The Bounty Hunters – Twining Park
The Tenderhooks – It Comes And Goes
Mighty Ballistic Hi-Power – Springheel Jack
Giant Paw – Flood
John Coltrane – My Favourite Things
Faron Young – Live Fast, Love Hard, Die Young

Jesus Rides Beside Me

Live albums don’t tend to take up much of my time- often they’re the sort of record that get played once or twice and then filed and I don’t own very many. If it’s a recording of a gig you attended, I can see the point and I can happily spend time listening to, say, bootlegs of New Order in the 80s but too often they don’t do too much for me. I’m sure you can all make suggestions to counter that view (and I’m happy to be corrected). But there’s a release coming up of a gig The Replacements played at Maxwell’s in Hoboken, New Jersey in April 1986 and the songs that have been posted on Soundcloud have got me interested. The studio versions of some of The Replacements songs didn’t always do the songs justice- I’ve posted the unreleased rougher Tim version of Can’t Hardly Wait before and it is miles better than the released one on Pleased To Meet Me. The outing Can’t hardly Wait got at Maxwell’s sounds close to definitive.
Pitchfork have a riotous sounding run through Bastards Of Young here. The Replacements For Sale: Live At Maxwell’s 1986 is a double cd, out at the end of the month, making October looking like it’s going to be as expensive as September has been. The tracklist is a pretty perfect selection of songs with I Will Dare, Unsatisfied, Answering Machine, Takin’ A Ride, Color Me Impressed, Left Of The Dial, Kiss Me On The Bus, Black Diamond, Waitress In The Sky and Fuck School among the 28 songs.
In 1986 the band played Saturday Night Live. They were drunk and swore on live TV and got banned from ever playing on the show again. In a funny little coincidence they are introduced playing Bastards Of Young by the great Harry Dean Stanton who died yesterday aged 91. It has to be said, they sound better drunk than many bands sound sober.
By the time they played Kiss Me On The Bus Paul, Chris and Tommy had swapped clothes…
I don’t think Saturday Night Live went out at a funny angle- the Youtube uploader’s done it to avoid copyright issues.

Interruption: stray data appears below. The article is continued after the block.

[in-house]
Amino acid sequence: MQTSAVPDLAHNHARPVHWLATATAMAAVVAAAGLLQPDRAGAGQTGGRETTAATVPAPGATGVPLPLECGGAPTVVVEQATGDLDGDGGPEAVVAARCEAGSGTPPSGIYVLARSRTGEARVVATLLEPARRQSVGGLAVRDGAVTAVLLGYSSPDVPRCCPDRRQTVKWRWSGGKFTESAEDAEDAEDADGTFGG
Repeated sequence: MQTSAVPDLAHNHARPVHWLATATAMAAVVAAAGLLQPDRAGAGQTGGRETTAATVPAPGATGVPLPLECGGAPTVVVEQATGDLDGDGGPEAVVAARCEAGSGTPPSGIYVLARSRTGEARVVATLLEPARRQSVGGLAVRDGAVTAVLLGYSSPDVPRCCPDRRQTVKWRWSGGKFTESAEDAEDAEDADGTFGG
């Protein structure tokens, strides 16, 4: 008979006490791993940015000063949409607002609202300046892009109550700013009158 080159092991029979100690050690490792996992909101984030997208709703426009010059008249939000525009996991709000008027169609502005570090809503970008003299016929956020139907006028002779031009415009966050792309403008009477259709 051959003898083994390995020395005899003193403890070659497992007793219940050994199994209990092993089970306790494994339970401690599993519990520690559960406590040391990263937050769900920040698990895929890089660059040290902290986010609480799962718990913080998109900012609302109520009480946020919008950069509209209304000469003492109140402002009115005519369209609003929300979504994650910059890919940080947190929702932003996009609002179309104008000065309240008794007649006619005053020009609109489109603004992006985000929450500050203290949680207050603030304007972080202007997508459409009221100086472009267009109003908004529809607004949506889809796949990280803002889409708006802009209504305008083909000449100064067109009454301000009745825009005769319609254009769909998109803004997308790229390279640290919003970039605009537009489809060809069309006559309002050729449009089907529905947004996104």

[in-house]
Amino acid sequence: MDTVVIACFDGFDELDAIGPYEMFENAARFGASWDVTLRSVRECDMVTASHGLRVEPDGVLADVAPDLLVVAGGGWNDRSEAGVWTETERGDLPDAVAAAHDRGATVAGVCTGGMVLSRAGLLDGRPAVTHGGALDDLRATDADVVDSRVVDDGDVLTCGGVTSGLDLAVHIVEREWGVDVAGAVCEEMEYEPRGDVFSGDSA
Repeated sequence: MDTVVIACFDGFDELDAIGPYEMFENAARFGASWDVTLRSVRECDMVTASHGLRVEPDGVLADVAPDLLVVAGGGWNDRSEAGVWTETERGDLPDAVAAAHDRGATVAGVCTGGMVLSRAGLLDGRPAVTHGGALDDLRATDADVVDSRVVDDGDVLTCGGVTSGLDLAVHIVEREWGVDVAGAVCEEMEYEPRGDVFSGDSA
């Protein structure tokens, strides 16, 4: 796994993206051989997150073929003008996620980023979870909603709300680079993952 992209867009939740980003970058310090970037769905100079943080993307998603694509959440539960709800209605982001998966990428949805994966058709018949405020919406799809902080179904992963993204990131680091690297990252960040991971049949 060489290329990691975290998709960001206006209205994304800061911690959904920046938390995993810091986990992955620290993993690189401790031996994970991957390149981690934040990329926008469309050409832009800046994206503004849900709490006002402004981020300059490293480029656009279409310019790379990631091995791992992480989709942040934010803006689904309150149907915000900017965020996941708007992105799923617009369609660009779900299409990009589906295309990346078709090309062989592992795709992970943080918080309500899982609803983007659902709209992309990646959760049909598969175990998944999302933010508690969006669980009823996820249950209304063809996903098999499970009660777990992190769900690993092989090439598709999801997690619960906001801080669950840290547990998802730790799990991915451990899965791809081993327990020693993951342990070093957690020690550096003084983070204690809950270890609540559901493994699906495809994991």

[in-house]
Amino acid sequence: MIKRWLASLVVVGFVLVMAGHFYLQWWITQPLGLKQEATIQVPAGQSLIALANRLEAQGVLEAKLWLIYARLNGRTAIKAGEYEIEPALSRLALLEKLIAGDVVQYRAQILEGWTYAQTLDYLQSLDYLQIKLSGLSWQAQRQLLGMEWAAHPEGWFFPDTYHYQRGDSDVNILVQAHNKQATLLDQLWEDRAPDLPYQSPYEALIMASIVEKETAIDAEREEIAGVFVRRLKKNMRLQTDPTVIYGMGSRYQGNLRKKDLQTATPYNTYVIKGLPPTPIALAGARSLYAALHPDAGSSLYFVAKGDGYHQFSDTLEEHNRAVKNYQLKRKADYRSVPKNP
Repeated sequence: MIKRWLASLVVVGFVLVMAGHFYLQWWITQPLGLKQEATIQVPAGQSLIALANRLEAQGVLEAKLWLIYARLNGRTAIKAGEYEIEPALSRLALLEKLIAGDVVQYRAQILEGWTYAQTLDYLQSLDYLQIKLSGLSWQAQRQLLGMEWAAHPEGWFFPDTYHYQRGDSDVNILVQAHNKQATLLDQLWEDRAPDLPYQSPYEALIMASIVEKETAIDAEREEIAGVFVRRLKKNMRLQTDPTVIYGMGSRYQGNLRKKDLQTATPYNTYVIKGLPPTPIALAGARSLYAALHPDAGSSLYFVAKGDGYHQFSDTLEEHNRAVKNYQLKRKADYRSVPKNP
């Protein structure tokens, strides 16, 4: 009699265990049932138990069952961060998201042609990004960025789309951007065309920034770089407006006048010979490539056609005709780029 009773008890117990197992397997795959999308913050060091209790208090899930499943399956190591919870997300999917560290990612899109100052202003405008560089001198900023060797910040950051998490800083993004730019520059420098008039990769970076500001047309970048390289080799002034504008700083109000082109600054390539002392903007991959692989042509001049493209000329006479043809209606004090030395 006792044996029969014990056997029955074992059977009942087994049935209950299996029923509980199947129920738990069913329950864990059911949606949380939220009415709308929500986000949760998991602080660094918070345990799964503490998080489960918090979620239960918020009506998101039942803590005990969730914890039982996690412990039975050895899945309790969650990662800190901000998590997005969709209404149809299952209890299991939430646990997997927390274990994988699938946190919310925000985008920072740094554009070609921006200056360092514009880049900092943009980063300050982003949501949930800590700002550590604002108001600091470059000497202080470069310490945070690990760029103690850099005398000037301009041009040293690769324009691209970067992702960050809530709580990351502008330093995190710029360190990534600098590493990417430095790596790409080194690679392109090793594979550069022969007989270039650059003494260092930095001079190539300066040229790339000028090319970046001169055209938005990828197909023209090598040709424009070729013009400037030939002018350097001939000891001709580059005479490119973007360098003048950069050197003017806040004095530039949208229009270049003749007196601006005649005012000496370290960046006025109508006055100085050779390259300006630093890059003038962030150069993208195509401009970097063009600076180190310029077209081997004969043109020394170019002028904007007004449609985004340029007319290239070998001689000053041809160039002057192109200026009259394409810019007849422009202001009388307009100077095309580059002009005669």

Harry Dean Stanton, RIP.

Big Windows To Let In The Sun

Until yesterday I didn’t know that Grant Hart’s song 2541, his solo debut in 1989, was covered by Robert Forster (of The Go-Betweens). Forster put it out in 1994 on a four track e.p.

I like it, Forster’s voice is good but he sticks largely to Grant’s song, it’s a pretty straight cover. When I found it on Youtube and then played Grant’s own version afterwards, I found that in the trail of comments beneath Grant himself had logged in and left a commentsaying he preferred Forster’s version.

The song is a beauty, full of great lines and hard won wisdom. It tells the story of a couple getting together, moving into a new home and then the break up and the leaving. Grant builds in small details that root it in personal experience- Jerry and Jimmy in the first verse who find the place and the phone number, moving in and having to keep the stove on all night long ‘so the mice wouldn’t freeze’, putting their names on the mailbox. The dream turns sour in the second verse though as Grant admits ‘it was the first place we had to ourselves, I didn’t know it would be the last’. From there the only way is down but all the while through the chorus we get the reminder of the attraction of the home, the big windows to let in the sun. The final verse sees the couple apart and moving out…

‘Well things are so much different now
I’d say the situation’s reversed
And it’ll probably not be the last time
I’ll have to be out by the first’

Story telling, moving and real, painting pictures with words, Grant had the full package as a song writer. He recorded the song twice himself, once for an ep 2541, a largely acoustic version (the one I posted yesterday) and then a fuller, band version that came out on his 1989 album Intolerance (which is my favourite). So here’s that version too…

Twenty-Five Forty-One